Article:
May 24, 2021
New wording honors missionaries Jim Elliot ’49, and Ed McCully ’49, who—along with Nate Saint ’50, Roger Youderian, and Pete Fleming—were slain in 1956 in Ecuador.
Wheaton College is pleased to announce updated wording to replace the plaque in the lobby of Edman Chapel that honors missionaries Jim Elliot ’49, and Ed McCully ’49, who—along with Nate Saint ’50, Roger Youderian, and Pete Fleming—were slain in 1956 while endeavoring to carry out the Great Commission with indigenous peoples of Ecuador.
The reworded plaque will carry forward the memory at Wheaton College of brave missionaries and their sacrificial witness, while at the same time respecting the Waorani people with whom they shared the gospel of the love of Christ. The College plans to dedicate the new plaque in the lobby of Edman Chapel this fall.
The original plaque was donated in 1957 as an act of deeply felt remembrance by the Wheaton College Class of 1949 to honor their fallen classmates and their colleagues.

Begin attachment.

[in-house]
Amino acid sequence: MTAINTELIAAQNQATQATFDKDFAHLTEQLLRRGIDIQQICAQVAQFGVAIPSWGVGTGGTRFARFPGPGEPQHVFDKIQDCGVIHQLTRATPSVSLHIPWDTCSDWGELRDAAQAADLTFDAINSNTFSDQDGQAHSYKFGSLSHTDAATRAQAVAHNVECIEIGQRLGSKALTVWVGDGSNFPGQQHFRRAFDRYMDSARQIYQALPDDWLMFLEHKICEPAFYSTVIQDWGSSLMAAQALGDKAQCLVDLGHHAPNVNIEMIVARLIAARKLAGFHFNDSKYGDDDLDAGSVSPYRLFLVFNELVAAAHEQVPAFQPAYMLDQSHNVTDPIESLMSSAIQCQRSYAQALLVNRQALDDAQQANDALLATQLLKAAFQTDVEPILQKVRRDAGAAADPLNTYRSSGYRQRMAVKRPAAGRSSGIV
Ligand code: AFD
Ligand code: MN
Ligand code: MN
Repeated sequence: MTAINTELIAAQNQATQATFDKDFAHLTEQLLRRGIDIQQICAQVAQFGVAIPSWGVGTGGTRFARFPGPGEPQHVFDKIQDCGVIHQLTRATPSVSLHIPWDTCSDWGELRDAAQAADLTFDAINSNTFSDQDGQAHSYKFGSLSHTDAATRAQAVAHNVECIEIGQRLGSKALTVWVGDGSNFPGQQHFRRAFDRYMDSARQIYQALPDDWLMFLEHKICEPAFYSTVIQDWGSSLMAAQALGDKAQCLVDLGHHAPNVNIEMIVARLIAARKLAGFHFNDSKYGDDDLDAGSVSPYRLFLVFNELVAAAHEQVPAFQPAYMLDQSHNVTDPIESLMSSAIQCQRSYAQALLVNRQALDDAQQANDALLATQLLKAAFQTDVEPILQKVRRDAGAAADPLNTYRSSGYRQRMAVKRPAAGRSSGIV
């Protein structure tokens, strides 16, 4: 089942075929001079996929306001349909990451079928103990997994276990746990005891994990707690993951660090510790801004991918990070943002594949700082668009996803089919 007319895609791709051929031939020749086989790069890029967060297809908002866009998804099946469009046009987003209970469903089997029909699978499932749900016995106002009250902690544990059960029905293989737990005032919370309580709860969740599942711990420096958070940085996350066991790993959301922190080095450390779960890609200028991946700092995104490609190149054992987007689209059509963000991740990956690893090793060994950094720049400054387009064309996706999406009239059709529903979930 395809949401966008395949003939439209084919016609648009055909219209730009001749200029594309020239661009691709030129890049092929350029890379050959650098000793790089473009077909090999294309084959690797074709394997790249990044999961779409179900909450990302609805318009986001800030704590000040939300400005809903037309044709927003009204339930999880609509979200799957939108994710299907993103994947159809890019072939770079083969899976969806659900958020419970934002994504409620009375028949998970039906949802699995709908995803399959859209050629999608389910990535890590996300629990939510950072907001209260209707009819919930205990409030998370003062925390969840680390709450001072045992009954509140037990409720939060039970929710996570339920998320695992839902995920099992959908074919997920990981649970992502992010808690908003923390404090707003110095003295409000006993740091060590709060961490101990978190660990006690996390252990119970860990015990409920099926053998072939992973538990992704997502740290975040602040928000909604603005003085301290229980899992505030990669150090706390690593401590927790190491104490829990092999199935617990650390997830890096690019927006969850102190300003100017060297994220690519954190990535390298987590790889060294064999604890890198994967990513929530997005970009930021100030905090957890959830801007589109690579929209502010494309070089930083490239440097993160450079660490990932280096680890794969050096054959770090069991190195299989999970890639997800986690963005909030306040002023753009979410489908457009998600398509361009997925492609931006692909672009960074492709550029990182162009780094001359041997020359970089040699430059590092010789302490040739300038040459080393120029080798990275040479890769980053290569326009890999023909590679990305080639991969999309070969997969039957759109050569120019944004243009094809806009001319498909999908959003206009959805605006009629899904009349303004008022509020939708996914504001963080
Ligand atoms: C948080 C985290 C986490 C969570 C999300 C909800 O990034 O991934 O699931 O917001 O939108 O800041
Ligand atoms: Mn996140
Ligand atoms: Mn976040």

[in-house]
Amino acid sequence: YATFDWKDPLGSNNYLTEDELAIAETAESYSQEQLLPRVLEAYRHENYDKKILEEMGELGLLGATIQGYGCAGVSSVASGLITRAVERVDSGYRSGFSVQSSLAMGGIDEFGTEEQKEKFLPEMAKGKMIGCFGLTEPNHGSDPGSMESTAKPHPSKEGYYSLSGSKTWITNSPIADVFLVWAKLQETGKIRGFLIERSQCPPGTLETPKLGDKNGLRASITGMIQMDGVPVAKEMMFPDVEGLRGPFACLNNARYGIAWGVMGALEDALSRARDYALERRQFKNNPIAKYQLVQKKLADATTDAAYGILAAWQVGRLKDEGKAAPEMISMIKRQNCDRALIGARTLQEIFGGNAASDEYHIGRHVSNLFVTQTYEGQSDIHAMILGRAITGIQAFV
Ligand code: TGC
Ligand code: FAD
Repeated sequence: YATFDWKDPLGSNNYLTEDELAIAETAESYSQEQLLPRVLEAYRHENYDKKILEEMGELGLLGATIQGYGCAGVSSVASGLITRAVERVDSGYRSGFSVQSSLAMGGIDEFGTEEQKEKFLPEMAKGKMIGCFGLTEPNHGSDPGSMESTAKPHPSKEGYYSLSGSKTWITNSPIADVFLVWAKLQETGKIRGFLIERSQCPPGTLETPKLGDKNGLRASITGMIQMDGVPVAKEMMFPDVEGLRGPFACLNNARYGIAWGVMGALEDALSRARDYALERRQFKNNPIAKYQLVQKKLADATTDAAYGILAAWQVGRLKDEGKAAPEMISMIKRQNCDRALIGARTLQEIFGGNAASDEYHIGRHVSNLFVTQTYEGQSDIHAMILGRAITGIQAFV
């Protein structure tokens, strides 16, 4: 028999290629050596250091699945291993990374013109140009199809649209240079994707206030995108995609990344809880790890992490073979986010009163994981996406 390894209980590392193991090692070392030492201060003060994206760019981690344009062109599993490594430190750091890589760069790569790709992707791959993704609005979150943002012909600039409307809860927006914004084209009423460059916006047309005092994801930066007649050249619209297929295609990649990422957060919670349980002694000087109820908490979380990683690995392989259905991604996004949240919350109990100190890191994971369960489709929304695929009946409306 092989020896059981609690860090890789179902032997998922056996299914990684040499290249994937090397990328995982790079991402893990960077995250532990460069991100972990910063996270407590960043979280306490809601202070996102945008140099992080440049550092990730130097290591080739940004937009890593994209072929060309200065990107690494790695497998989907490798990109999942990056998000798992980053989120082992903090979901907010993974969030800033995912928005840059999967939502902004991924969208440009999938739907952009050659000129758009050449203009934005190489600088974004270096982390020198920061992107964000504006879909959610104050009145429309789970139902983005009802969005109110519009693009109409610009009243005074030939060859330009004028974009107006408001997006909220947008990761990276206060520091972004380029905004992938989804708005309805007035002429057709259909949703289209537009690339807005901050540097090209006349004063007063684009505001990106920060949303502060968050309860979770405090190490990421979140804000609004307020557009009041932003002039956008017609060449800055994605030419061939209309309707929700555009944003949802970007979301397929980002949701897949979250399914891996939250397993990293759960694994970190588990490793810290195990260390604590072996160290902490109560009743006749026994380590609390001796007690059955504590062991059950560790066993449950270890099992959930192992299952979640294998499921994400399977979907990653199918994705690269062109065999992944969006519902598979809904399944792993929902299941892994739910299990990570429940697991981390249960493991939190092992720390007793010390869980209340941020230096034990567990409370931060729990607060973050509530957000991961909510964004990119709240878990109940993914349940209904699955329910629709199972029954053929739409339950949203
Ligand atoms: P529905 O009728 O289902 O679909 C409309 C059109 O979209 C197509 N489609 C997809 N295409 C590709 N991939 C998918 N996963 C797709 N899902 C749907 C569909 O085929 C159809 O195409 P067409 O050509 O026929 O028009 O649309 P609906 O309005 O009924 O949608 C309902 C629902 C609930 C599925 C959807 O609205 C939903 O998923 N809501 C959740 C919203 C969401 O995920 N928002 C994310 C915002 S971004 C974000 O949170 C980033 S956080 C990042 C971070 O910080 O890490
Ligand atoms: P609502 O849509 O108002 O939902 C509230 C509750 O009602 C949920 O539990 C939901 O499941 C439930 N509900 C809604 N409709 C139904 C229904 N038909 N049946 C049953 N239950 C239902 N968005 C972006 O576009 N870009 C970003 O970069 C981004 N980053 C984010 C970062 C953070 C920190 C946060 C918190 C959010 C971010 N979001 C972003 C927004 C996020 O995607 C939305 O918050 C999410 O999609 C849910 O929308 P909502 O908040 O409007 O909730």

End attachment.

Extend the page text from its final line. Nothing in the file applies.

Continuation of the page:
This spring, the College’s Senior Administrative Cabinet appointed a task force led by Wheaton College Alumni Association President Beverly Liefeld Hancock—the daughter of the wife of Pete Fleming, Olive, from her subsequent marriage. The committee was charged to review the wording of the original plaque—which used the word “savage” to label indigenous peoples—and to make specific recommendations for its careful rewording and replacement, subject to a final decision by the Senior Administrative Cabinet, in consultation with the Board of Trustees.
“In the 64 years since the College received this gift, we have continued to grow in our understanding of how to show God’s love and respect to people from every culture,” said Wheaton College President Philip Ryken. “We have also learned much more about God’s ongoing work among the Waorani. We welcome this opportunity to ensure that we tell this unforgettable story in ways that reflect the full dignity of people made in the image of God.”
Members of the task force included a faculty historian, a faculty missiologist, a graduate student, and an undergraduate student.
“We are deeply grateful to this remarkable team for their thoughtful work to continue the legacy of five missionaries who gave their lives to spread the gospel,” President Ryken said. “We have been further blessed by the strong support for this project from members of their families, from their class peers, and from Wheaton College alumni who have gone on to be missionaries after being inspired by these brave pioneers.”